Paul Kemp on the challenge of staging Brighton and Hove Pride
PUBLISHED: 14:45 26 July 2016 | UPDATED: 14:45 26 July 2016
Paul Kemp is managing director of Brighton and Hove Pride, which returns this year 5-7 August. Paul tells Harry Maddock why staging the event is a full-time job
As managing director of the UK’s biggest Pride festival, Paul Kemp is a busy man. “Since I formed a new organisation with my co-director Dulcie Weaver we have worked hard to build Brighton and Hove Pride’s reputation as one of the UK’s leading campaigning and community fundraising Prides,” says Paul.
This year will be no different with plenty planned for the weekend of 5-7 August. “This year we’ll be adding Old Steine and Victoria Gardens to the Pride Festival activities right in the centre of the city”, adds Paul, “featuring parties from Sink the Pink and Dynamite Boogaloo as well as a special concert from Heather Peace and Lucy Spraggan.”
Such locations make Brighton and Hove perfect for an event like Pride as Paul explains: “Brighton and Hove is known for the diversity of our communities and the contribution to the LGBT community.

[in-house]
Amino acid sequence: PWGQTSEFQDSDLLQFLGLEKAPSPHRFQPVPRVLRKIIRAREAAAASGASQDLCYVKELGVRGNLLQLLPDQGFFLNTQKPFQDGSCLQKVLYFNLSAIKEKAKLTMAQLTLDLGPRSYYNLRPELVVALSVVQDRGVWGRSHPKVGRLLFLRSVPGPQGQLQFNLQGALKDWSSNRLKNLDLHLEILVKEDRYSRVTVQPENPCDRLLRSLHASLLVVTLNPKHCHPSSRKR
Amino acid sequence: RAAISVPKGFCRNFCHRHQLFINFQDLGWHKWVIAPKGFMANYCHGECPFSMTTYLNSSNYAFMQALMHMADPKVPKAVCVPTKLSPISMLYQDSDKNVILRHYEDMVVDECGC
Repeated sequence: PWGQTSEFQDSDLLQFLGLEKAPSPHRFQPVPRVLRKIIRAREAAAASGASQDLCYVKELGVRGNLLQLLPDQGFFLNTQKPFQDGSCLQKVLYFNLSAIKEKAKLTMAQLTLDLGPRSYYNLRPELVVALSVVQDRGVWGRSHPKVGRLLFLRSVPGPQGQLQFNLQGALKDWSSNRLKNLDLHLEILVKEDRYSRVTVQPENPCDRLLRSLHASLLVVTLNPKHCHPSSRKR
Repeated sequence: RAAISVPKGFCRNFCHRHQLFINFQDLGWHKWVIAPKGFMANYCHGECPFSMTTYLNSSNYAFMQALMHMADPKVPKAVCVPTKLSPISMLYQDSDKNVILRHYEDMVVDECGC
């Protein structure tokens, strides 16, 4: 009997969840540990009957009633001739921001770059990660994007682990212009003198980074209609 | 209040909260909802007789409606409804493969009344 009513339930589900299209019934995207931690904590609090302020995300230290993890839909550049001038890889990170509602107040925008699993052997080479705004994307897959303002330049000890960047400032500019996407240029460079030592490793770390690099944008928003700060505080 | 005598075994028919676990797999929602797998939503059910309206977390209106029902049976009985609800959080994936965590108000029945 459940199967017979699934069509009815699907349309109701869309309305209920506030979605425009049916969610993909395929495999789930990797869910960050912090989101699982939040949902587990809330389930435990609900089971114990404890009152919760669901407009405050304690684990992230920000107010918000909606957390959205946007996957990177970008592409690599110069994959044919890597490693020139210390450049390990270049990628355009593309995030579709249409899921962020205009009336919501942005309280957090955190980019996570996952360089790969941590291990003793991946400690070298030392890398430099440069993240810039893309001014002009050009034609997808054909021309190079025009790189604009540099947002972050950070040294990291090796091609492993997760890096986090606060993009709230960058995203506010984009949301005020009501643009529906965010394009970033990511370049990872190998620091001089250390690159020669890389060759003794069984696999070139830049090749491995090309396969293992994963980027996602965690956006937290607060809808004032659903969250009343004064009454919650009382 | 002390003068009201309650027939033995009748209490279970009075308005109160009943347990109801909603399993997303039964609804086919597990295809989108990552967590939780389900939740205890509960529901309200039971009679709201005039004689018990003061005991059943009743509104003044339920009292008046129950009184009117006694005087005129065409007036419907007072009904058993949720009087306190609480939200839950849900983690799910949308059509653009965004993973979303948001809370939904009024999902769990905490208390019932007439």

“Pride is the single most popular visitor attraction in the city’s annual event calendar. It’s a time when everyone comes together to celebrate the unique character of Brighton and Hove.”
Paul has always had an interest in theatre shows and production which continue to provide inspiration. “All of that production experience has helped form the Pride Festival in Preston Park.” It’s that very inspiration that ultimately culminates in those memorable moments. Every year films play on the main stage screens and last year, when Pride celebrated 25 years in the city of Brighton and Hove, “seeing more than 40,000 people watch the film in almost silence and then erupt in cheers before the finale was really quite moving.”
Once it’s all over, Pride has an awards ceremony at the Hilton Brighton Metropole where the organisation gives away money raised over the weekend. “It really gives all the hard work purpose when you can see the value going back to the community groups who would otherwise struggle to make ends meet,” says Paul. “With statutory funding being cut, it’s even more important to look after the charities and groups that support our community.”
But don’t be fooled into thinking there’s any downtime for Paul and his team when the 2016 event is over. “As soon as Pride is over, we have a thorough debrief of the event and after a short break in September we continue planning for 2017!”
• Events and things to do in Sussex - August 2016 - Our guide to the best events in and around Sussex. Edited by Erica Gilbert